Why do I butcher chickens?
Simple! I butcher chickens because …
No! Why do I butcher chickens?
Ah, the why behind the why. That’s a longer tale, and it goes back to 2009 when Matt and I quit the American Dream and packed up a 26-foot Penske to move in with his parents. Even that truck took some doing. New Life = No Stuff in my mind.
“Let’s get rid of it all!” I’d suggested in a brash moment. Of course I was thinking about the 99.9% of our hand-me-downs staged for the dumpster even before they came to us.
Matt nodded, seemingly in agreement, but then he brought up the 0.1% I’d die on – “And the table?”
Seriously – my family will bury me on my chunky World Market dining room table that somehow looks better the more Troys Boys bust it up (like yesterday, when Tommy was raking his fork across the top with his right hand while using his left to eat his pork). And it’s big. Enter the 26-foot Penske.
To say we were burned is inaccurate; it’s more that we were stupid. Three years prior to The Great Penske Exodus, we’d made another from Muncie, Indiana. We were bored and not living the life on paper we’d always dreamed about, so we packed it all up … for Cleveland! … To go to law school! … To eventually earn some monies! … To live that paper life!
Maybe you see a few holes in our dream plan. Snaps for you, but it took us a few years to clue into how our chosen life owned us. And when we did, we left it as fast we could pack that Penske.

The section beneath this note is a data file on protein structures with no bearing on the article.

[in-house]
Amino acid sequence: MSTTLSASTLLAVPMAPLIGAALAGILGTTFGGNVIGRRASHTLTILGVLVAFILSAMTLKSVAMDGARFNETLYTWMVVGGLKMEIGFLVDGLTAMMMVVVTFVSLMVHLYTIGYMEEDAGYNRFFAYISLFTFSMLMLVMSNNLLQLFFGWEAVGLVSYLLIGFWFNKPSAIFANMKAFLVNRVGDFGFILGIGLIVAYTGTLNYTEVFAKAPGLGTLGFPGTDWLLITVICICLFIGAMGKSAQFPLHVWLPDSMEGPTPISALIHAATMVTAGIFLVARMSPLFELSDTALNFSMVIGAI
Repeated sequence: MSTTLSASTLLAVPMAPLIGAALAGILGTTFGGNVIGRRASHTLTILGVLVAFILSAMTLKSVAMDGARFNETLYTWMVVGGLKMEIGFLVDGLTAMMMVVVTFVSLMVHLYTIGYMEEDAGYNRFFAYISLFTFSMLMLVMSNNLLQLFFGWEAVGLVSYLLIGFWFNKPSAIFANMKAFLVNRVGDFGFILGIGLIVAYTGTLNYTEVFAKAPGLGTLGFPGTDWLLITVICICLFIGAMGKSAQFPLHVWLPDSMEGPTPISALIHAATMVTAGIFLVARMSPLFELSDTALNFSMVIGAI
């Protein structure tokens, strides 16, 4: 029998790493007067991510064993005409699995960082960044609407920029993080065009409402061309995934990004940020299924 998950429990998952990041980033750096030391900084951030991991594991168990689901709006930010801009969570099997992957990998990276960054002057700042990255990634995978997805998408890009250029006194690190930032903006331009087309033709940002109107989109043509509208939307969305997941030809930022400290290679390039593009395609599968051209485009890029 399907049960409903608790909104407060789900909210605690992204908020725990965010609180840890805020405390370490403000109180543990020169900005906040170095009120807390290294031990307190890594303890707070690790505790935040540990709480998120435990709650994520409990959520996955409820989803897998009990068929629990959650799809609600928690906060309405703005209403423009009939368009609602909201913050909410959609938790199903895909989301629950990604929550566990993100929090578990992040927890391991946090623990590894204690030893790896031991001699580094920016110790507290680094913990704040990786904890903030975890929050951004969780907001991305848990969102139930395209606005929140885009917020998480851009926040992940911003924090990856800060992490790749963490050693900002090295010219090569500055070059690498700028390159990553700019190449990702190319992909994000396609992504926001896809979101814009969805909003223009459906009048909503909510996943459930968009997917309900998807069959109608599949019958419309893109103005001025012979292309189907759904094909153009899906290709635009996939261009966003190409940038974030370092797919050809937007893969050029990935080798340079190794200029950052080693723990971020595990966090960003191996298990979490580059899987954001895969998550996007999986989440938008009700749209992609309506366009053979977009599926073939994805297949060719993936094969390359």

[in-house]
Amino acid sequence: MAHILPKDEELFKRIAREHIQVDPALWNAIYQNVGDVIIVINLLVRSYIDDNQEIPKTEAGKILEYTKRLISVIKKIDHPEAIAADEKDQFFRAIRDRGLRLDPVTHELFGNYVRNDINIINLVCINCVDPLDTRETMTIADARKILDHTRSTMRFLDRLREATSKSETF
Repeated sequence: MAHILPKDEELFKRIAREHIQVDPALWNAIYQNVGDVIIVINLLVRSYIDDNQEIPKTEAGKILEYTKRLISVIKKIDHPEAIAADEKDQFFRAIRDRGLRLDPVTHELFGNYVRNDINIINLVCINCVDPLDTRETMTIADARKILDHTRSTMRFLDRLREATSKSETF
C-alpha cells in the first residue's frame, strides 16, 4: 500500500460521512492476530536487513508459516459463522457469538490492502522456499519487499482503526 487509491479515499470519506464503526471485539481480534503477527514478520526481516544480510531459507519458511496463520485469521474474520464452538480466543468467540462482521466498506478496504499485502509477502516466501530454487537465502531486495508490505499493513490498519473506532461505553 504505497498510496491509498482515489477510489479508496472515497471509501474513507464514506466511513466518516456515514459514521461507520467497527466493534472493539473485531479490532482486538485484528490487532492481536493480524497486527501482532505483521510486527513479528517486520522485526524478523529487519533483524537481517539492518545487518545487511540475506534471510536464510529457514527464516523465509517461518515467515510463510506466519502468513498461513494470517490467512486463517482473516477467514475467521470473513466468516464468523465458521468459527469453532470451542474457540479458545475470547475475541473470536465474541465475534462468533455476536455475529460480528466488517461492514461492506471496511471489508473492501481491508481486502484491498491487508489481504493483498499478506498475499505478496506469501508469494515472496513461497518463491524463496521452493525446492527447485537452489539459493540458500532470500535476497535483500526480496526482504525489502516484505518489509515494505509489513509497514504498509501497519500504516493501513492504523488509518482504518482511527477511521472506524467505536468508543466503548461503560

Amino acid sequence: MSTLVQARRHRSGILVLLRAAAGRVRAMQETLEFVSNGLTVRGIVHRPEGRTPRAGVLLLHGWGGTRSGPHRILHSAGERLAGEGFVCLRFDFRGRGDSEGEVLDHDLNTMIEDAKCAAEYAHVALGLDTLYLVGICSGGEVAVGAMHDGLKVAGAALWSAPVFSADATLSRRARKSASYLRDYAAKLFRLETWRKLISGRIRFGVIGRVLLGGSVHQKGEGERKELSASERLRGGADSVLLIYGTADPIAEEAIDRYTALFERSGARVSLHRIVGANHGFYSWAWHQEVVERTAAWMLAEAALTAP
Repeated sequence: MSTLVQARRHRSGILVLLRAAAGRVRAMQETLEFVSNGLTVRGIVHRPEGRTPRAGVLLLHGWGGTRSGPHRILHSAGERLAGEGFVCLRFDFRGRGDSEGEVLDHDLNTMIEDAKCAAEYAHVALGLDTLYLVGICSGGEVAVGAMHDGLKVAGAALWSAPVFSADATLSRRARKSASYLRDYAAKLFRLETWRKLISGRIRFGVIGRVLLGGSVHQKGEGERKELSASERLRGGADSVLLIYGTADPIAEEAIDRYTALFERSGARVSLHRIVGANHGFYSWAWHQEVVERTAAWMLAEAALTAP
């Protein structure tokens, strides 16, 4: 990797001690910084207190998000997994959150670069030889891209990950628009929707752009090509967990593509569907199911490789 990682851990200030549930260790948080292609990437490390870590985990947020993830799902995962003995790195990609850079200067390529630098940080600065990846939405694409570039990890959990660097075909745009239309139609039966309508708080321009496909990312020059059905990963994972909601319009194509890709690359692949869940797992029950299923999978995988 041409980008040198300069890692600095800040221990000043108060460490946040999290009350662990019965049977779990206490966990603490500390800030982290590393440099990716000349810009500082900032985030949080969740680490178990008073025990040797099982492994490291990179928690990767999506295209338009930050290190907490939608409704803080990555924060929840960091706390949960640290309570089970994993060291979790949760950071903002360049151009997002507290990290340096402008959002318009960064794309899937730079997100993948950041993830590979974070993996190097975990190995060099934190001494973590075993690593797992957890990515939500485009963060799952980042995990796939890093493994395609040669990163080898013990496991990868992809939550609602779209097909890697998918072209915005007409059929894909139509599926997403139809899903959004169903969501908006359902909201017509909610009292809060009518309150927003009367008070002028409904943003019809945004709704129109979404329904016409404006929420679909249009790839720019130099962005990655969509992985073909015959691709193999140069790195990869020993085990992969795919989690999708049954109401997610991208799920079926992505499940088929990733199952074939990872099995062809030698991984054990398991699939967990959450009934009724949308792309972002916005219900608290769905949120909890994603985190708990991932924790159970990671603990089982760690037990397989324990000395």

What does this have to do with chickens?
Well. Lost dreams must eventually be replaced with others, right? Enter Matt and Beth’s Homesteading Period. More like Homesteading-Eh Period because I don’t think we ever realized this beyond a couple square-foot gardens, learning how to make bread and beer, and canning some applesauce. Baby steps in our plan to stick it to The Man by going off-the-grid, but you can see why, when folks from our church talked about butchering chickens that coming Saturday, I was there with my Wusthof paring knife, duck boots (to keep chicken guts off my feet), and straw hat (to keep chicken guts out of my hair). Dissecting was the only activity that ever interested me in science class, and I totally sunk into the act of cutting into the chicken, pulling out its innards, separating the breasts from the thighs from the drumsticks from the wings. Bird after bird. It was quite meditative, really. And at the end, I had some chicken to eat (to Matt’s disappointment. Boy wishes I’d learned how to butcher us some cows and hogs).
Fast-forward 8 years to Matt and Beth’s Adult Period. We’ve calmed down. There’s no raised garden bed at this house; we never even tried (because we always quit those gardens in July … right when the peppers and tomatoes for our homemade salsa were coming in). The boys refused to eat any of that applesauce I canned, and we’d rather buy our beer. I still make bread when I have time, which I don’t, but I find time every year to butcher those chickens. One, I own half an interest in a plucker (a modern miracle if you’ve ever plucked chickens by hand). Two, the people I butcher chickens with are the bee’s knees (and legit homesteaders).
And three? I get to laugh at myself. I don’t do it enough, but as I tighten the drawstring on my straw hat and slip on the duck boots still covered with wayward feathers from last year’s Chicken Sesh, I’m laughing about that paper plan, the dining room table that required a Penske, The Man, and the remnants of my failed frontier life … in this case chicken entrails, which make for some interesting scenes in that book I wrote.
Kidding. C’mon girls. That would be grody.